Observers question DRC election credibility

The Carter Center reports on irregularities as opposition calls for mass protests over election results.

Voting Elections DRC Congo
Kabila was declared winner in a presidential poll that observers say lacks credibility [EPA]

One of the main observation missions in the Democratic Republic of Congo says that the results of the presidential election lack credibility.

In a statement released by the Carter Center on Saturday, observers reported that “the quality and integrity of the vote tabulation process has varied across the country, ranging from the proper application of procedures to serious irregularities, including the loss of nearly 2,000 polling station results in Kinshasa”.

Observers said they found evidence of possible vote tampering, vote inflation in regions of the country favourable to the incumbent President Joseph Kabila, and instances of vote suppression in areas known to be bastions of support for the opposition.

Detailed province-by-province results show a pattern of “impossibly high” rates of voter turnout in places known to be strongholds of support for the 40-year-old Kabila, said a statement released by the Carter Center.

Although voter turnout throughout the country was less than 59 per cent overall, in several constituencies in Katanga province turnout was 99 to 100 per cent, and all, or nearly all, of the votes were cast for Kabila.

David Pottie, one of the senior observers with the Carter Center, said it is impossible to have 100 per cent voter turnout in a region where less than 2 per cent of the roads are paved, and equally improbably for all the votes to go to Kabila, when there were 11 candidates on the ballot.

Al Jazeera’s Yvonne Ndege, reporting from Kinshasa, said that the Carter Center’s report would “strenghten opposition claims that the election was rigged, but any election related dispute would have to be channeled to the country’s Supreme Court”.

Prior to the election, the president expanded the Supreme Court from seven judges to 27.

“The feeling is the change was designed to make sure Kabila had his people in place if the dispute went to court,” our correspondent said. 

The European Union and other international and local observers have also cited serious problems with the vote, ranging from disorganisation at polling stations to ballot box stuffing.

The campaign was marred by bloodshed that according to Human Rights Watch left at least 18 civilians dead, most shot by Kabila’s presidential guard.

Kabila, in power since 2001, was named on Friday the winner of the November 28 poll, but runner-up Etienne Tshisekedi immediately rejected the result and declared himself president.

Violent protests and looting erupted in Kinshasa when Kabila’s win was announced, but a heavy security force presence including police, presidential guards and some 20,000 soldiers deployed to the capital had largely restored a  tense calm on Sunday.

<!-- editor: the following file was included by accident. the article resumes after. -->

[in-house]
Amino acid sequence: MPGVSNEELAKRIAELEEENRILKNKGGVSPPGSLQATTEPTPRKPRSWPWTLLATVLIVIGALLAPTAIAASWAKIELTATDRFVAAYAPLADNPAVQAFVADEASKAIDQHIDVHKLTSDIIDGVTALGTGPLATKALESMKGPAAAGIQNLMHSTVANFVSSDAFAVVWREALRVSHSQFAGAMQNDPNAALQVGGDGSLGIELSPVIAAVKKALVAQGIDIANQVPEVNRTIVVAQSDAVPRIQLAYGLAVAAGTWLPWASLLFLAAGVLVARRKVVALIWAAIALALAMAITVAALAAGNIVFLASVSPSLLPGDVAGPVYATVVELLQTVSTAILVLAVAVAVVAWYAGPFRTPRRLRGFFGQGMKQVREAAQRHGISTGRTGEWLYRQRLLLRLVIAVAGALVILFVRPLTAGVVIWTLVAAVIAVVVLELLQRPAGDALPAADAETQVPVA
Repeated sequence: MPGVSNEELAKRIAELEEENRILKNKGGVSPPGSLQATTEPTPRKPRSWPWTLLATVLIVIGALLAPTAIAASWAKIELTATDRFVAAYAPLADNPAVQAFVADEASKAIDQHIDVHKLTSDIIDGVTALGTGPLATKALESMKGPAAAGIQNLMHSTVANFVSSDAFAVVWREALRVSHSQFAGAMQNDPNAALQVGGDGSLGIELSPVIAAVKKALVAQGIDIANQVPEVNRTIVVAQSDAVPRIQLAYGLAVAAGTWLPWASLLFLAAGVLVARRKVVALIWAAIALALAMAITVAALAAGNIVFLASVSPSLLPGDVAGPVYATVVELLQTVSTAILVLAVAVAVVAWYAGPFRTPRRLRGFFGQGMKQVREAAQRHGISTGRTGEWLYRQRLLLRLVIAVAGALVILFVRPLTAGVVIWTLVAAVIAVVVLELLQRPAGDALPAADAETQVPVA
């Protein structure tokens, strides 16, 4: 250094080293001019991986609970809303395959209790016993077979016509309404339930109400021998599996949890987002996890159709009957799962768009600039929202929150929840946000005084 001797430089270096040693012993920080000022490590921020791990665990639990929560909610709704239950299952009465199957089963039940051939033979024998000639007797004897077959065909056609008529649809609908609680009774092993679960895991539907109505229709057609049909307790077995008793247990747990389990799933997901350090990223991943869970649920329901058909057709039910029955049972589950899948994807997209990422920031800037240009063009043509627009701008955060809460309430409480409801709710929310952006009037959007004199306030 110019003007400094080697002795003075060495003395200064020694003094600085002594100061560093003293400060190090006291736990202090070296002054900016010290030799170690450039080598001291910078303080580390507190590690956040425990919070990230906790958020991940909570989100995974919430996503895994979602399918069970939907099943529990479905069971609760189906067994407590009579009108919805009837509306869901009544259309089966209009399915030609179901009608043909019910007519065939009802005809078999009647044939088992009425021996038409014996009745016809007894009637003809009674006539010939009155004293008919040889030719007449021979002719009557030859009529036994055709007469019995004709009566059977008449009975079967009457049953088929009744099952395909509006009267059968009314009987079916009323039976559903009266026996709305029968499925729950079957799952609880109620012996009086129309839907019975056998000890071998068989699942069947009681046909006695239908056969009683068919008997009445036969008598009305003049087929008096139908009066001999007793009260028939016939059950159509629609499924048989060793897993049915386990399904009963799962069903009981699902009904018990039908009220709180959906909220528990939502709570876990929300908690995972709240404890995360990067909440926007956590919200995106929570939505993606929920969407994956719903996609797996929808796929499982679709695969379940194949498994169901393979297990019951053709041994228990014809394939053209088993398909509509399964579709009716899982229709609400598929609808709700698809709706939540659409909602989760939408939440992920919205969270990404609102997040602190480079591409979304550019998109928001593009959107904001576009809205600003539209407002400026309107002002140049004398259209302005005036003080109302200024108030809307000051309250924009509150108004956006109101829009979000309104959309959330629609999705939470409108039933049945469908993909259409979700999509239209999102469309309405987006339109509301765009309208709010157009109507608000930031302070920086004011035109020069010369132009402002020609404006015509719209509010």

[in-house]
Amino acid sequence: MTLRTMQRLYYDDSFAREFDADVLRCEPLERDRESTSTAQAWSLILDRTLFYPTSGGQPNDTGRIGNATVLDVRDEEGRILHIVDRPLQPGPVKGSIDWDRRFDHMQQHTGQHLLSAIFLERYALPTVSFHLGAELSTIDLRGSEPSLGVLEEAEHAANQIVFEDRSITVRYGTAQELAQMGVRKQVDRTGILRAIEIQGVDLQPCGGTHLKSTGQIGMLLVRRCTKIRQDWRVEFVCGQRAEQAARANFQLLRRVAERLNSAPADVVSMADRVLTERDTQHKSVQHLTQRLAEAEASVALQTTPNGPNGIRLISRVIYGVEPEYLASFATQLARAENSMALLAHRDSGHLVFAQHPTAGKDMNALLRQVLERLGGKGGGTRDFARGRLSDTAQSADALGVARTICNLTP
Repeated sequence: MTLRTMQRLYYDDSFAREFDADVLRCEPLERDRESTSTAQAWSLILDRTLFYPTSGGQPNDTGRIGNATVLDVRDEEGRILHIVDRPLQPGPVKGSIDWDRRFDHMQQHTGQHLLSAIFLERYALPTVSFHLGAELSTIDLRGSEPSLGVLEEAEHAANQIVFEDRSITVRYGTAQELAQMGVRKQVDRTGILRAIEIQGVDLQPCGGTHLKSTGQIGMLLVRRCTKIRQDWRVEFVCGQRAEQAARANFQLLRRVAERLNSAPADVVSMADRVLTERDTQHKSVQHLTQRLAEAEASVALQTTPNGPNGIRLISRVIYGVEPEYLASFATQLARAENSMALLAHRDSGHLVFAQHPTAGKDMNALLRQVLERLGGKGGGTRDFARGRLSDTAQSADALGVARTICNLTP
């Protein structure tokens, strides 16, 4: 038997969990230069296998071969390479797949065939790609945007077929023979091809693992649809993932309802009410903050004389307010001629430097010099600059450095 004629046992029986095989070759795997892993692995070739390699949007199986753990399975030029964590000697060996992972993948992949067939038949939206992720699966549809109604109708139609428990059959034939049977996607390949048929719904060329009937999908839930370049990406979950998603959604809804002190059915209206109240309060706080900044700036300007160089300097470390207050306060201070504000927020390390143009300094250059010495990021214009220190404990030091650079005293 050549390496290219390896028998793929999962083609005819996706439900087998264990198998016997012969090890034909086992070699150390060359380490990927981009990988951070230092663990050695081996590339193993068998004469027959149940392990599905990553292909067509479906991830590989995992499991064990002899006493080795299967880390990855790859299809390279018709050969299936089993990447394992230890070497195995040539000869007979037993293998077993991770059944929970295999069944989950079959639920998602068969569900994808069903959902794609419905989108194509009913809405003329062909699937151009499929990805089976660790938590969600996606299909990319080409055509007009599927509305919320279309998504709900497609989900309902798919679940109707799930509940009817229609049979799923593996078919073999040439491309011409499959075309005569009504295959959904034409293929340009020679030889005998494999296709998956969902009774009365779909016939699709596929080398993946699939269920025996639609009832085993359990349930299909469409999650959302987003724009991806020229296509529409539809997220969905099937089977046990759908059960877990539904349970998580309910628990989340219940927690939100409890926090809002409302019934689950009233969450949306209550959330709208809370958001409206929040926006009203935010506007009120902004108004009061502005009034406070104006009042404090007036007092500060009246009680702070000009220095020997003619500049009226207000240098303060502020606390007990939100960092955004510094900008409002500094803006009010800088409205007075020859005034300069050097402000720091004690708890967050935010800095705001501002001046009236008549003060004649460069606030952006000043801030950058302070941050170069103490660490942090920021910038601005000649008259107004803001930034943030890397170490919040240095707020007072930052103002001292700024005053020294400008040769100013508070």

Call for protests

Meanwhile, the country’s opposition party party called for protests early next week over Kabila’s disputed election victory, a spokesman for Etienne Tshisekedi, the opposition leader, said on Sunday.

“We insist that the protests will be non-violent The population know this may be a long, long walk but they are ready
for it,” Albert Moleka told the Reuters new agency. 

Kinshasa, Congo’s populous capital on the banks of the Congo river, was mostly quiet with reports of sporadic gunfire on
Sunday amid a security crackdown which has seen police and military mobilised and the SMS message network suspended nationwide.

Kabila was declared the winner with 49 per cent of vote. Opposition leader Etienne Tshisekedi, who finished second with 32 per cent, said he rejects the results and considers himself the country’s elected leader.

Tshisekedi claimed his party’s own count based on results taken directly from polling stations showed he had in fact won with 54 per cent.

“As a result, I consider myself from this day on as the elected president,” he said.

Lambert Mende, government spokesman and communications minister, on Saturday threatened Tshisekedi with prosecution for the statement, which he called an “attack on the constitution”.

Exacerbating the volatile atmosphere, national police chief Charles Bisengimana said security forces had fatally shot three looters and a woman had been killed by a stray bullet in the unrest after Kabila’s win was declared. But UN Radio Okapi claimed that six people had been killed.

Sharp divisions

Throughout Europe, Tshisekedi’s supporters took to the streets, including in London, where police confirmed they have arrested 143 protesters.

Kinshasa was sharply divided over the weekend. Kabila supporters held a second night of victory celebrations on Saturday at party offices in the upscale neighbourhood of Gombe, where many embassies and ministries are located.

But in Bambu district, a Tshisekedi stronghold, police detained youths they accused of instigating violence, tied them up and hit them, firing their AK-47s in the air to clear the streets.

“The police are terrorising the population,” said opposition activist Angele Makombo, president of the League of Congolese Democrats.

Analysts have warned that the elections, just the second since back-to-back wars from 1996 to 2003, risk unleashing new conflict in the vast central African country.

Source: News Agencies